If you’re middle-aged and like to go for a run or stay active, it’s very likely you’ve experienced some level of plantar fasciitis (to your unfortunate displeasure). If you're unsure of what does plantar fasciitis feel like, we're here to help!
What is plantar fasciitis?
Plantar fasciitis is a condition that occurs when the ligament that joins your heel to the front of your foot (known as the plantar fascia) becomes inflamed or torn.
What does it feel like?
Plantar fasciitis feels like a dull ache or sharp pain in the bottom of the foot near the heel. It is often is strongest after exercise or when you walk after an extended period of rest.
It’s most often described as an aching or burning sensation and can cause some swelling of the heel.
What causes plantar fasciitis?
Plantar fasciitis usually occurs in just one foot but can affect both. Often occurring over time, it’s unusual for it to be caused by a single incident. There is a range of issues that increase your chances of developing plantar fasciitis, as well as activities that are more likely to cause it.
Here is a list of some factors, both genetic and lifestyle, that often contribute to plantar fasciitis:
- Anyone between the age of 40 to 70 is at a higher risk of developing it, with it being slightly more common in men.
- Being overweight or obese increases the pressure on this ligament, and sudden weight gain is especially likely to inflame it.
- Long-distance runners, people in hospitality and other jobs that keep you on your feet and moving a lot are at increased risk.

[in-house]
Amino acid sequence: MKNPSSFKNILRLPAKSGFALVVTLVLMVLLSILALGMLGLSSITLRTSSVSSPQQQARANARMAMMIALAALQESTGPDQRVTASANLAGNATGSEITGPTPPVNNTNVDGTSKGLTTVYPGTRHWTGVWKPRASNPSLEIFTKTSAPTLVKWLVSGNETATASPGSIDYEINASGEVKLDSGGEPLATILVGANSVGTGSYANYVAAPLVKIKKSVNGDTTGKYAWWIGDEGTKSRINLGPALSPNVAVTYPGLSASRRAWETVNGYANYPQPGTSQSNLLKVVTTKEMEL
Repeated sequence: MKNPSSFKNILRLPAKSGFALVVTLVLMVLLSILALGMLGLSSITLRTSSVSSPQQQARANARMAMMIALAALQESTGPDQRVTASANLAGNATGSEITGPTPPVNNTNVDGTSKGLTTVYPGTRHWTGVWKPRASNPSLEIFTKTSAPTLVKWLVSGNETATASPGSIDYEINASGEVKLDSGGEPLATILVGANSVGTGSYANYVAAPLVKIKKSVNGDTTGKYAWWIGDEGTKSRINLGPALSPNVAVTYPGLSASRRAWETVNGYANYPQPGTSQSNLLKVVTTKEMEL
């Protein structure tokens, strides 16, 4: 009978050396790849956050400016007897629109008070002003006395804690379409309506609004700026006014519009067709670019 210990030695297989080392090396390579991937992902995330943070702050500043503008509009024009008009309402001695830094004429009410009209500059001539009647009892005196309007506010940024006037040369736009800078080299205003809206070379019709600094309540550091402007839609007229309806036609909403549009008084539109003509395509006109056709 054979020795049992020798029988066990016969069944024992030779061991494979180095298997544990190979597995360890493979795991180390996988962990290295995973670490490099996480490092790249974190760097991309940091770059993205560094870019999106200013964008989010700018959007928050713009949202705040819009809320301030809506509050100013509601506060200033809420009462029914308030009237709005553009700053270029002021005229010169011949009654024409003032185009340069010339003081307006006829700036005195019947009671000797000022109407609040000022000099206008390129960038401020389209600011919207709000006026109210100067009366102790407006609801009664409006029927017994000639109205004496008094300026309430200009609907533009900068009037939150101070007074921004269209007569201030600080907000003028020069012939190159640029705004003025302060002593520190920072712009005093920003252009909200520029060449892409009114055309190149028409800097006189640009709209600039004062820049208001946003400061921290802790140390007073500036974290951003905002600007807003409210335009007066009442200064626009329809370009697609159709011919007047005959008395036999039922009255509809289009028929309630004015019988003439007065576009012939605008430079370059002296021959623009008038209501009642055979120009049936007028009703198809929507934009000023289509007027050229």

- Pre-existing foot issues like flat-foot, high arches or Achilles issues all add an extra strain onto your foot and increase your chances of developing plantar fasciitis.
- Pregnancy greatly increases the risk.
- Wearing shoes with little or no arch support or rigid stiff soles.
Plantar Fasciitis and the pain it causes can come and go, and once you’ve had it, the chances of it recurring increase. However, there are several ways to treat and manage it to relieve the pain and speed up your healing, minimising the chances of recurrence.
To help you out, we’ve outlined a few of those that are more successful. It’s important to note that in cases where the pain is constant or severe, it’s best to see your doctor.
Seeking the assistance of a physiotherapist is often a great way to treat plantar fasciitis and the pain it causes. By going through targeted exercises and stretches which can then be practised at home, you can recover the ligament and surrounding muscles.
Some examples of exercises which can be done at home are:
- Calf stretches
- Rolling stretch (with golf or tennis ball)
- Foot flexes
- Towel curls
- Plantar stretches
Wearing insoles or orthotics to treat plantar fasciitis can be one of the most effective ways to manage the condition, as you can wear them over the day to treat the condition while you work, alleviating the pain and soothing the ligaments.
Various podiatrists and other specialists often recommend having custom orthotics fit, or using insoles designed specifically for plantar fasciitis, like the Ergopad Redux Heel 2, which has been clinically shown to alleviate the symptoms of Plantar fasciitis and speed up the recovery process.
When we sleep, most of us unconsciously have our toes pointed downwards, which puts pressure on the ligament, aggravating plantar fasciitis.
By wearing specially fit splints, you keep the foot in a posture most suitable to the recovery of the foot, allowing for support overnight. Combining this with insoles and physio give you the best chance at recovery.
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